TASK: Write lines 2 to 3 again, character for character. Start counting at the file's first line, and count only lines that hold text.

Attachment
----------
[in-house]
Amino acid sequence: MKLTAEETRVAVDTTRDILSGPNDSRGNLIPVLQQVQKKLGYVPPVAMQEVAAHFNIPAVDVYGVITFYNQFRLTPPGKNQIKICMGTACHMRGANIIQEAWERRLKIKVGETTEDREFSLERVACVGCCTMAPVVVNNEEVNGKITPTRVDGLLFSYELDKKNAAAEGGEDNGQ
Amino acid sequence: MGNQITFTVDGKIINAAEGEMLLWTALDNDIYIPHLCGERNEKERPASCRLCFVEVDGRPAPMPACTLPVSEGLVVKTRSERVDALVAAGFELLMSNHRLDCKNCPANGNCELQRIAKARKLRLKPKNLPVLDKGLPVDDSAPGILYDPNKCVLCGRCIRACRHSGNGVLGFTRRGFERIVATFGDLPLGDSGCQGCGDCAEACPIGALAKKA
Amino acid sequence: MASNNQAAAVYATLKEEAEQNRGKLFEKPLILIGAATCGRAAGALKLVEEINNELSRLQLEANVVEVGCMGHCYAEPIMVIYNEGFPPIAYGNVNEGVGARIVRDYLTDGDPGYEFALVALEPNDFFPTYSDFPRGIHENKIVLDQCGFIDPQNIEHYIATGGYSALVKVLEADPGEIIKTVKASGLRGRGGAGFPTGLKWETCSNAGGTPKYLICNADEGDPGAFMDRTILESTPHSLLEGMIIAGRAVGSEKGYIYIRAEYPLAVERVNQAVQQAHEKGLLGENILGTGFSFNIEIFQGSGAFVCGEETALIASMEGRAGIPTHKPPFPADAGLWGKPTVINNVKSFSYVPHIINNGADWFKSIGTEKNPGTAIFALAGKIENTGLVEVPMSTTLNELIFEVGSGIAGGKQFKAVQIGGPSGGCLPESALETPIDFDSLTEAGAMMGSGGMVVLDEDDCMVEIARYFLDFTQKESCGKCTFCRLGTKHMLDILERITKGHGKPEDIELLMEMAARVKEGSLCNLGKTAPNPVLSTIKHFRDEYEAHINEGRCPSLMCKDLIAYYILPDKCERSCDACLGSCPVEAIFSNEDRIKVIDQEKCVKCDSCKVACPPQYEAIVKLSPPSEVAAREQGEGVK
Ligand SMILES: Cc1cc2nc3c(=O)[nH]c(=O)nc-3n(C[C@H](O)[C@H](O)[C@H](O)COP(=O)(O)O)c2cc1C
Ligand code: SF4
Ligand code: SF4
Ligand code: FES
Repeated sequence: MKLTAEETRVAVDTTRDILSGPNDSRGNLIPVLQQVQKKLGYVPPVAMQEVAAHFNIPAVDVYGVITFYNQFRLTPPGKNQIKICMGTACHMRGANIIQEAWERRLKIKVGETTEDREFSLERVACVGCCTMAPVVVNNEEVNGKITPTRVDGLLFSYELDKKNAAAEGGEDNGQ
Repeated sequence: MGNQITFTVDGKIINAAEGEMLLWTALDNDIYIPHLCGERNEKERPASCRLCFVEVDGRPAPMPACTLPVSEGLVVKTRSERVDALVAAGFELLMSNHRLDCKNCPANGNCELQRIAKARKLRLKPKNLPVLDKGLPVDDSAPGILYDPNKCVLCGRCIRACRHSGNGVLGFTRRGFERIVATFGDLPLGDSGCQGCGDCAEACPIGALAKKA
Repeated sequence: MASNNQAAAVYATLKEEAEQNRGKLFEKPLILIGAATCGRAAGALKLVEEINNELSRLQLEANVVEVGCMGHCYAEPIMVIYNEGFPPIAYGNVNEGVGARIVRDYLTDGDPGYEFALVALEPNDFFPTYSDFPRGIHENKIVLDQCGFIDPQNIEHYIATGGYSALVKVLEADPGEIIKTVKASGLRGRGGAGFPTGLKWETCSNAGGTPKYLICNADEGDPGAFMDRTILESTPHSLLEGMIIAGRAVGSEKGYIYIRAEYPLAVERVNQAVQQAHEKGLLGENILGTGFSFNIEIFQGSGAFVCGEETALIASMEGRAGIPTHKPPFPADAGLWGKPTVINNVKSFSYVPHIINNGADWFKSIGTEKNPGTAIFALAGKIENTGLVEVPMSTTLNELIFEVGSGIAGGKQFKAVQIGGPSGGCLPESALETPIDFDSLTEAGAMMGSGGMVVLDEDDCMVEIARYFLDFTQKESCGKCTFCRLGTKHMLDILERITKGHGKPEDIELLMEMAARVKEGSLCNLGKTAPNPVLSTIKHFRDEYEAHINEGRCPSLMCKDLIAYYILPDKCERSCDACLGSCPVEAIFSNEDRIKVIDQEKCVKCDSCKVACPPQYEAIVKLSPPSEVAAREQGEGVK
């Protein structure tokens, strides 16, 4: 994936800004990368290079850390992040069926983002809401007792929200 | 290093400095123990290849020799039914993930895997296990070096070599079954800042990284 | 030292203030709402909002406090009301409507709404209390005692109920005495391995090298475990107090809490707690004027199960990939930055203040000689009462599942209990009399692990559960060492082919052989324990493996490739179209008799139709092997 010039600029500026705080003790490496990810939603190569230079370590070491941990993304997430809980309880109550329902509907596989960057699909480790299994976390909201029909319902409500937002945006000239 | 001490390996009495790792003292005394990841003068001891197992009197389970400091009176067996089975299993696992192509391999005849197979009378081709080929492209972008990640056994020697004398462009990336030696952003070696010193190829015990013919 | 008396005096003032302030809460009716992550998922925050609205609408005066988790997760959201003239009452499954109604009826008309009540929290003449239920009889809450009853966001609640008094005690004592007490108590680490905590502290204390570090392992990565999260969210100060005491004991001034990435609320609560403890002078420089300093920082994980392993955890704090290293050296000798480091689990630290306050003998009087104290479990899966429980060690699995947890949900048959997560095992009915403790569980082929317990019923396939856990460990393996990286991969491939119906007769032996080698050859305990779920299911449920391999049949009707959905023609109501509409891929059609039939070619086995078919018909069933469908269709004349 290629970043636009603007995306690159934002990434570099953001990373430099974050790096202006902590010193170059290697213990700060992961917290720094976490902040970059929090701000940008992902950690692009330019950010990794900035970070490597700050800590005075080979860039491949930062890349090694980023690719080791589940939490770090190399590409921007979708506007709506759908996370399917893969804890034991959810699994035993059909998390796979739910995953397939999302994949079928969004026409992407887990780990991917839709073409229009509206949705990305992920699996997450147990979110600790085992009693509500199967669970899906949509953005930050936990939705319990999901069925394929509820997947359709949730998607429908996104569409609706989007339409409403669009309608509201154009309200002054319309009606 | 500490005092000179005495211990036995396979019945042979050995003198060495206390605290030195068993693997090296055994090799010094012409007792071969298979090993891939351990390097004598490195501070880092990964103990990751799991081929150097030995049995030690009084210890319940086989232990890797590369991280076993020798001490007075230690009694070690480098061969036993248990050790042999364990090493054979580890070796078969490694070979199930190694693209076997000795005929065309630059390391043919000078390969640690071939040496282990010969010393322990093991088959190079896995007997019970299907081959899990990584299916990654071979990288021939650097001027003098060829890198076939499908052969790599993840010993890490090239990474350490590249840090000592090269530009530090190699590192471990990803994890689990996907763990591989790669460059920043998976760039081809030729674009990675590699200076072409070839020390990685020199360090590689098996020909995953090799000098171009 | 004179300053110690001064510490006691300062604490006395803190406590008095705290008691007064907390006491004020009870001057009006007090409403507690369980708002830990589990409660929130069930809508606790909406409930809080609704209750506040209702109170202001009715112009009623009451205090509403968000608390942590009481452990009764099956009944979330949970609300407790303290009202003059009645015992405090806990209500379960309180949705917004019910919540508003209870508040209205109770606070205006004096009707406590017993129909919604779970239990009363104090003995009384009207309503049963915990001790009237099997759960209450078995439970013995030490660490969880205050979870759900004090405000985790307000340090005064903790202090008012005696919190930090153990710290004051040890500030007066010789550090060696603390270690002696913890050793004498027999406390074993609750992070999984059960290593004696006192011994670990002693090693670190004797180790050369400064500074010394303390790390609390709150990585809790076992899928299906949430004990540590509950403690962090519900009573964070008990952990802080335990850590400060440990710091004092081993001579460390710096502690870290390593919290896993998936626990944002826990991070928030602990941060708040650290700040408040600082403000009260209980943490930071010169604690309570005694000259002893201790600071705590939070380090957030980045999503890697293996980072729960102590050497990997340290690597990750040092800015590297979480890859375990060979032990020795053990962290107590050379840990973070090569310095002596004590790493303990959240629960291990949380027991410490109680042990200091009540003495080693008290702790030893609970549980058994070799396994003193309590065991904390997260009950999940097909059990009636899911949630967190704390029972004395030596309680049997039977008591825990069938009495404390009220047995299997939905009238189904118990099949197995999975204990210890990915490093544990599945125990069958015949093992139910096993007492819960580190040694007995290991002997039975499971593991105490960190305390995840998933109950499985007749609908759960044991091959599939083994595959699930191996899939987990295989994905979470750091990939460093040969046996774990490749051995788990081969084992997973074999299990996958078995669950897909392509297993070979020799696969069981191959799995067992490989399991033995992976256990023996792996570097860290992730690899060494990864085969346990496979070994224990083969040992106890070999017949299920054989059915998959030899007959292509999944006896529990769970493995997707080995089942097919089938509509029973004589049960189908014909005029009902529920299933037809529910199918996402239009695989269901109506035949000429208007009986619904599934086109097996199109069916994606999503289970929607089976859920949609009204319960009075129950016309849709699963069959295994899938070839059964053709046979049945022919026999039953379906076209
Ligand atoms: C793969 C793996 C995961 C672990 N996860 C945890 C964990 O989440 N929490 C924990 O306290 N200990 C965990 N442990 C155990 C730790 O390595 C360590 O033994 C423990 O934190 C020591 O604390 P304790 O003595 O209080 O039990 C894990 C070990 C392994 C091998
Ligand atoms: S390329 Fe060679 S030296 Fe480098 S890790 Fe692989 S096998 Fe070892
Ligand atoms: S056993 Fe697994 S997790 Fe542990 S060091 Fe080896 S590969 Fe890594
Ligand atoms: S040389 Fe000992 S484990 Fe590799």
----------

Amino acid sequence: MKLTAEETRVAVDTTRDILSGPNDSRGNLIPVLQQVQKKLGYVPPVAMQEVAAHFNIPAVDVYGVITFYNQFRLTPPGKNQIKICMGTACHMRGANIIQEAWERRLKIKVGETTEDREFSLERVACVGCCTMAPVVVNNEEVNGKITPTRVDGLLFSYELDKKNAAAEGGEDNGQ
Amino acid sequence: MGNQITFTVDGKIINAAEGEMLLWTALDNDIYIPHLCGERNEKERPASCRLCFVEVDGRPAPMPACTLPVSEGLVVKTRSERVDALVAAGFELLMSNHRLDCKNCPANGNCELQRIAKARKLRLKPKNLPVLDKGLPVDDSAPGILYDPNKCVLCGRCIRACRHSGNGVLGFTRRGFERIVATFGDLPLGDSGCQGCGDCAEACPIGALAKKA